Slightly OT: Texting While Driving MA conviction
Tagged: texting while driving
Jail: 1yr + 1.5 suspended.
License: revoked for 15 years (for MA, I assume he could relocate to another state and get one).
Not sure what to think about it myself, but I figured I’d post it to see what you guys thought. Apologies if it’s a repeat or too OT.
Not that I don’t think he wasn’t texting and driving, but that jury was pretty hard on him. Pretty sure there’s a pretty big margin for reasonable doubt there, and they had no proof of what actually caused the accident.
Edit: Everyone should be forced to watch 12 Angry Men before they’re allowed on a jury.
Yeah, it wouldn’t surprise me if he gets off on appeal even if the kid’s story is total BS. That’s why these laws are dumb, it’s the same crap story as flip flop boy and any number of others. There’s absolutely irrefutable evidence that this kid killed someone with his car, but in order for that to be “wrong” they have to prove something much more difficult.
Why does it matter if he was “thinking about his homework” or texting (or drunk) while killing someone? The fact he was killing someone is the important part. What we really need is to get rid of the bullshit excuses that somehow make killing someone with your car ok.
His car crashed head on into the victim’s car after he crossed the center line. Regardless of whether you were texting, if you cross the center line then you have majorly effed up. I get the 15 year suspension, but not the only 40 hours of community service.
It’s odd that he get’s 40 hours of community service when he’s getting a year in jail. I would go with either no community service or some substantial amount.
I beleive you need to sign something saying your license is not revoked in any other state to get a license.
As I read the story, the texting-related charge was only for injuring the girlfriend. The motor vehicle homicide charge was unrelated to texting.
The article wasn’t clear, but for all we know, most of the sentence was for killing the guy, and the texting charge got him an extra few hours of community service after he’s released from his year in jail. (The only texting-related MA traffic law I could find carries a maximum penalty of $100 for a first offense, and no jail time. The motor vehicle homicide law, on the other hand, provides for the maximum 2.5 years in jail and the 15 year license suspension the guy got.)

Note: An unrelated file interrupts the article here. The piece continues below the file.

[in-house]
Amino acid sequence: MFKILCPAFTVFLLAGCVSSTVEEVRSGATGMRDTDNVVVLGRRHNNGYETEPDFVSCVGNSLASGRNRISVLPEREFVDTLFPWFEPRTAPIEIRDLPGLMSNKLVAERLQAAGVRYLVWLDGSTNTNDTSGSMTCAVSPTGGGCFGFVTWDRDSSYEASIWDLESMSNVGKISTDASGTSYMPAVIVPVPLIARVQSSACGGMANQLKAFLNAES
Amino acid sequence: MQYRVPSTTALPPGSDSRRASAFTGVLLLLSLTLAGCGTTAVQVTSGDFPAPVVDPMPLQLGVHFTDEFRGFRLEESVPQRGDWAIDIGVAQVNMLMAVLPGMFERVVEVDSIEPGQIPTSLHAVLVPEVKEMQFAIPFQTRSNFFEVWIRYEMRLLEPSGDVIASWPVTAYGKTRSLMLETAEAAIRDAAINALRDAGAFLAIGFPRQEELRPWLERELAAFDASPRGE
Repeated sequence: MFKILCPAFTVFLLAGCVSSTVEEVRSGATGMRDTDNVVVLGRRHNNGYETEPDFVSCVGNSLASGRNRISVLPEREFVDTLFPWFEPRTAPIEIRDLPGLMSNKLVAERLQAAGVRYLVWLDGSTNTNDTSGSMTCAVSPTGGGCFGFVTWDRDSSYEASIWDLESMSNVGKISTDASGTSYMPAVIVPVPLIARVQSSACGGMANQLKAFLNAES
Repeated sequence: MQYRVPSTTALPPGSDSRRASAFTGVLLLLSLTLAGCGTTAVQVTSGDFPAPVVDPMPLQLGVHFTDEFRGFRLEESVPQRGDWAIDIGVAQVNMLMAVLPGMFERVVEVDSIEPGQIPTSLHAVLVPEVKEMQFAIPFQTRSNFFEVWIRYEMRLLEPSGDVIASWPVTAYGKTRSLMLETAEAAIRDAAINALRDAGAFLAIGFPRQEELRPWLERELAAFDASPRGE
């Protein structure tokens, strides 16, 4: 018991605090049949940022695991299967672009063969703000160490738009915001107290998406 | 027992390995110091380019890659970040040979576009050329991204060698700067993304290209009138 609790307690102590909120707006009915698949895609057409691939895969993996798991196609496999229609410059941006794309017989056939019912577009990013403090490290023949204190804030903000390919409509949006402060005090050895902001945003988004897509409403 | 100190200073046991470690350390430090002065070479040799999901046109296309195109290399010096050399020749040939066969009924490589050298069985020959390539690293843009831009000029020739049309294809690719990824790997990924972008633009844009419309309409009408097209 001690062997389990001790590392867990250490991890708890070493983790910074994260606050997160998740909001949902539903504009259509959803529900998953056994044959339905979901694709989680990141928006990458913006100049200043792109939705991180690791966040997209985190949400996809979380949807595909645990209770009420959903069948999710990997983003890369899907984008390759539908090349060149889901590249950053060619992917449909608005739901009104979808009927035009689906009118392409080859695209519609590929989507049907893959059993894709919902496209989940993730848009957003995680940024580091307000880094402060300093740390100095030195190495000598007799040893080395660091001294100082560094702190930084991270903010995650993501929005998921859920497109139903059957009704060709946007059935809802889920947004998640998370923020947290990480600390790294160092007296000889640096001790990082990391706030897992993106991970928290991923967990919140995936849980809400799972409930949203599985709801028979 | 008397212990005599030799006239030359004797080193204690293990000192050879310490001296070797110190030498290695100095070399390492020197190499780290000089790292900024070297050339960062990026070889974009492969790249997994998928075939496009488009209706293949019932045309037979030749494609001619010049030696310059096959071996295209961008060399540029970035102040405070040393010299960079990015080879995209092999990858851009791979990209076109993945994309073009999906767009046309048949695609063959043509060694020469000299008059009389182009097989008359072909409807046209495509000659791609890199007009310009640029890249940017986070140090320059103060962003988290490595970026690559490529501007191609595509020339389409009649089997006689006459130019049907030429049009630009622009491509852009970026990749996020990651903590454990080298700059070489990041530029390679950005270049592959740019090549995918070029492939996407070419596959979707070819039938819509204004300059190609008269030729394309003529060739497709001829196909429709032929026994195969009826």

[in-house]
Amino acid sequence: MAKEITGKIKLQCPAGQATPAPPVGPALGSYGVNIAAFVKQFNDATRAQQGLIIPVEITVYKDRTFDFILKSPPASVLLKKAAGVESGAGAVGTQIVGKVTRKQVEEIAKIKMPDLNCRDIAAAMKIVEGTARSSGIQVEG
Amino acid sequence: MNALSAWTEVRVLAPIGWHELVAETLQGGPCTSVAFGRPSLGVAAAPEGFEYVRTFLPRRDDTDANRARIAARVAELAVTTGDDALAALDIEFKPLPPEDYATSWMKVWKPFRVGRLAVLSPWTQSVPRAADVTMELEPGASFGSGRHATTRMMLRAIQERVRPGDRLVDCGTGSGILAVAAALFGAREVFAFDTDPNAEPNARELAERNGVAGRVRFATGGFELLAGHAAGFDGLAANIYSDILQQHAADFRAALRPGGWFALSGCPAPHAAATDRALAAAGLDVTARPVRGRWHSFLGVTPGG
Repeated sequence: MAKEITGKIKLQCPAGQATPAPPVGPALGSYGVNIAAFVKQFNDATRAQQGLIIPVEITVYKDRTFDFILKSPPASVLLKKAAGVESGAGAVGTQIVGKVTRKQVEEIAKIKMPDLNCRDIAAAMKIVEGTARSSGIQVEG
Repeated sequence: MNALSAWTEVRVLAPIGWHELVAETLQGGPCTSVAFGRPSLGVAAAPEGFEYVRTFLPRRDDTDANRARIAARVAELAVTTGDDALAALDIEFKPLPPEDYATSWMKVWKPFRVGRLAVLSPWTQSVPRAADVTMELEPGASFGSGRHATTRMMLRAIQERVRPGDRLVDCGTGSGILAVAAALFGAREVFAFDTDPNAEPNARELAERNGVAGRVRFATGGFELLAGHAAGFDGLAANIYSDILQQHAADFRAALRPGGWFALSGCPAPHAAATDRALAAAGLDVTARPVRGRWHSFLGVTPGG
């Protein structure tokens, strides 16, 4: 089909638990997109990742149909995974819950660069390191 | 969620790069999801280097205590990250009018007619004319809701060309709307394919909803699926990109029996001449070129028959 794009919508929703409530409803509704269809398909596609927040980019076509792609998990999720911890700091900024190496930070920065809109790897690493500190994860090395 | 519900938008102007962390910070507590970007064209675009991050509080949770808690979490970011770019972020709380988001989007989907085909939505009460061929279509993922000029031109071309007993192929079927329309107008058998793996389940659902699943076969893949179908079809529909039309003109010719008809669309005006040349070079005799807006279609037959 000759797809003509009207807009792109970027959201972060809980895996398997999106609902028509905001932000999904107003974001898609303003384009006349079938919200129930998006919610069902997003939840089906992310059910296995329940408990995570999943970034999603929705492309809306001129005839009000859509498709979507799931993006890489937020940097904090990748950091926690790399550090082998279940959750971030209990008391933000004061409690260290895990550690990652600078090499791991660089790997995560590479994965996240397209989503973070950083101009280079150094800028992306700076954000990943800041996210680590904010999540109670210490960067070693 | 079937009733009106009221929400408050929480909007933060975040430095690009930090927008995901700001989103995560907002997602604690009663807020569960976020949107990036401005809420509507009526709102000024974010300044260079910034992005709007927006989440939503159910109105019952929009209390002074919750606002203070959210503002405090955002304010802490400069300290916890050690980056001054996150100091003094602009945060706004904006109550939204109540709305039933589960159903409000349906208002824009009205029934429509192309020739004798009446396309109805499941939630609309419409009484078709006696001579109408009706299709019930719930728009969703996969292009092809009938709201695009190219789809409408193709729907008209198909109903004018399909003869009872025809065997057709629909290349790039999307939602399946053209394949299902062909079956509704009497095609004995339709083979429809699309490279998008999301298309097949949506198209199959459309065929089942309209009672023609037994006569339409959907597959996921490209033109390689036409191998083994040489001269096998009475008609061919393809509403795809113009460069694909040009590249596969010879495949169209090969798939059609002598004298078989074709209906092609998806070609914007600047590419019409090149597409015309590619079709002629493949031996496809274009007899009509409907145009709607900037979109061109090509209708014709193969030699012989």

And I don’t see any reasonable doubt on the vehicular homicide charge. His own testimony is that he was distracted, and following a car so closely that when it suddenly braked, he turned into oncoming traffic. He admits to multiple instances of incompetent driving right there, and it led to a death. Even assuming he’s being honest about the texting, his own “defense” merits the punishment he got.
So my guess is that despite the article’s emphasis, the texting law got the guy a wrist-slap, and his actual punishment had essentially nothing to do with it.
steven – that makes sense… my fault for trusting the “news” to accurately report something. but I obviously agree 100% about the “defense” thing, what he said should be considered incriminating, not mitigating.
> License: revoked for 15 years (for MA, I assume he could relocate to another state and get one).
I believe that’s one of those things where the USDOT has been pushing interstate sharing really hard. They’re supposed to check, at least. (FWIW: “If you have not reconciled an outstanding sanction(s) in another state(s), PennDOT is unable to issue you any driver’s license product. For more information, please see the National Driver Register Fact Sheet (PDF).”)
^That doesn’t surprise me one bit, because I know I did it when I was a high school senior (not that I am even a tiny bit proud of it), and most of my friends did too.
I’ve recently been thinking about the way I drove at 16-19ish compared to the way I drive now (not many years later), and I suddenly find myself REALLY agreeing with people who want driving ages raised. When I think about the multitasking I would do, how fast I drove, etc., it terrifies and embarrasses me. I had no business driving a car. And I was more cautious and paranoid than a lot of my friends. Basically, it’s just insane that we let 16- and 17-year-olds drive cars. I always sort of took offense when my parents worried and told me about how my prefrontal cortex hadn’t developed yet, but I guess sometime in the past couple of years, it developed, because I suddenly realized that driving really could be, you know, DANGEROUS.
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